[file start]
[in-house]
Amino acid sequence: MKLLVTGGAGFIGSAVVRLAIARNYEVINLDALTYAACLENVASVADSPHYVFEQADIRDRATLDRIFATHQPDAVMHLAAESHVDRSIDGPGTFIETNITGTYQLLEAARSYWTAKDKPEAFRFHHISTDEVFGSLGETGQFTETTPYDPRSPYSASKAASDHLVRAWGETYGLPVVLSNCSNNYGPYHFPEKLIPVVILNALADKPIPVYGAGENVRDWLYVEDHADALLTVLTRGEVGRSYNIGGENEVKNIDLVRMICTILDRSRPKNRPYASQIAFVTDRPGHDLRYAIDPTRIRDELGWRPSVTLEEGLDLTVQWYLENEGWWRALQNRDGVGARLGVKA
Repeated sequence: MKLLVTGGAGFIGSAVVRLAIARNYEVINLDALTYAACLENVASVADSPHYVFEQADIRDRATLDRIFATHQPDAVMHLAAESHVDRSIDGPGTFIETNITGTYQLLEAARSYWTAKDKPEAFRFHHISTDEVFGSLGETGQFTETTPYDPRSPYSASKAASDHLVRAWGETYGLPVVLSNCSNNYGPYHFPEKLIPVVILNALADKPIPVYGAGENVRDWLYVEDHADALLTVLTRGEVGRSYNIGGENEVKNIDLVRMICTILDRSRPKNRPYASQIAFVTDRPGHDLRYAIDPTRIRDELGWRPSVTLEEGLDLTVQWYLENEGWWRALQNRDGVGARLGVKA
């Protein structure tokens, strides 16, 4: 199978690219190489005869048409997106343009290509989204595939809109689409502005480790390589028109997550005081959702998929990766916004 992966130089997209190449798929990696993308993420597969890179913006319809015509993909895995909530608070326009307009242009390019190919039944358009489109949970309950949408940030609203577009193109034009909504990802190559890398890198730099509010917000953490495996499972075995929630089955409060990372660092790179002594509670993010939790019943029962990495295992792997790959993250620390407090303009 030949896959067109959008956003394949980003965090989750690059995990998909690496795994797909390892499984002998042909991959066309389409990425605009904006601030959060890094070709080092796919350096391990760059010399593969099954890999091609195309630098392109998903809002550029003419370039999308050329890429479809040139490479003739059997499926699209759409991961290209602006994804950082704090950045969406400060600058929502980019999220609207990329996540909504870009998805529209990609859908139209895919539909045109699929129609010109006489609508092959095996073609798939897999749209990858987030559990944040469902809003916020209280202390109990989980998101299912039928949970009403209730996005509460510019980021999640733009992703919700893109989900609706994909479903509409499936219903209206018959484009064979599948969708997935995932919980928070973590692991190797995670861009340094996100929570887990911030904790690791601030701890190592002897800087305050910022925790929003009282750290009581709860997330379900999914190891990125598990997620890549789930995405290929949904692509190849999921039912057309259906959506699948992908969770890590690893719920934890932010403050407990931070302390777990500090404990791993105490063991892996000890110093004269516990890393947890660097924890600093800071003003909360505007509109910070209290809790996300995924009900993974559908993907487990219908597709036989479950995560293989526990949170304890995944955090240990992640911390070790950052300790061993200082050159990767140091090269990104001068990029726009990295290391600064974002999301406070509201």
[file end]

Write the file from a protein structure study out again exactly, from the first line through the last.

[in-house]
Amino acid sequence: MKLLVTGGAGFIGSAVVRLAIARNYEVINLDALTYAACLENVASVADSPHYVFEQADIRDRATLDRIFATHQPDAVMHLAAESHVDRSIDGPGTFIETNITGTYQLLEAARSYWTAKDKPEAFRFHHISTDEVFGSLGETGQFTETTPYDPRSPYSASKAASDHLVRAWGETYGLPVVLSNCSNNYGPYHFPEKLIPVVILNALADKPIPVYGAGENVRDWLYVEDHADALLTVLTRGEVGRSYNIGGENEVKNIDLVRMICTILDRSRPKNRPYASQIAFVTDRPGHDLRYAIDPTRIRDELGWRPSVTLEEGLDLTVQWYLENEGWWRALQNRDGVGARLGVKA
Repeated sequence: MKLLVTGGAGFIGSAVVRLAIARNYEVINLDALTYAACLENVASVADSPHYVFEQADIRDRATLDRIFATHQPDAVMHLAAESHVDRSIDGPGTFIETNITGTYQLLEAARSYWTAKDKPEAFRFHHISTDEVFGSLGETGQFTETTPYDPRSPYSASKAASDHLVRAWGETYGLPVVLSNCSNNYGPYHFPEKLIPVVILNALADKPIPVYGAGENVRDWLYVEDHADALLTVLTRGEVGRSYNIGGENEVKNIDLVRMICTILDRSRPKNRPYASQIAFVTDRPGHDLRYAIDPTRIRDELGWRPSVTLEEGLDLTVQWYLENEGWWRALQNRDGVGARLGVKA
């Protein structure tokens, strides 16, 4: 199978690219190489005869048409997106343009290509989204595939809109689409502005480790390589028109997550005081959702998929990766916004 992966130089997209190449798929990696993308993420597969890179913006319809015509993909895995909530608070326009307009242009390019190919039944358009489109949970309950949408940030609203577009193109034009909504990802190559890398890198730099509010917000953490495996499972075995929630089955409060990372660092790179002594509670993010939790019943029962990495295992792997790959993250620390407090303009 030949896959067109959008956003394949980003965090989750690059995990998909690496795994797909390892499984002998042909991959066309389409990425605009904006601030959060890094070709080092796919350096391990760059010399593969099954890999091609195309630098392109998903809002550029003419370039999308050329890429479809040139490479003739059997499926699209759409991961290209602006994804950082704090950045969406400060600058929502980019999220609207990329996540909504870009998805529209990609859908139209895919539909045109699929129609010109006489609508092959095996073609798939897999749209990858987030559990944040469902809003916020209280202390109990989980998101299912039928949970009403209730996005509460510019980021999640733009992703919700893109989900609706994909479903509409499936219903209206018959484009064979599948969708997935995932919980928070973590692991190797995670861009340094996100929570887990911030904790690791601030701890190592002897800087305050910022925790929003009282750290009581709860997330379900999914190891990125598990997620890549789930995405290929949904692509190849999921039912057309259906959506699948992908969770890590690893719920934890932010403050407990931070302390777990500090404990791993105490063991892996000890110093004269516990890393947890660097924890600093800071003003909360505007509109910070209290809790996300995924009900993974559908993907487990219908597709036989479950995560293989526990949170304890995944955090240990992640911390070790950052300790061993200082050159990767140091090269990104001068990029726009990295290391600064974002999301406070509201």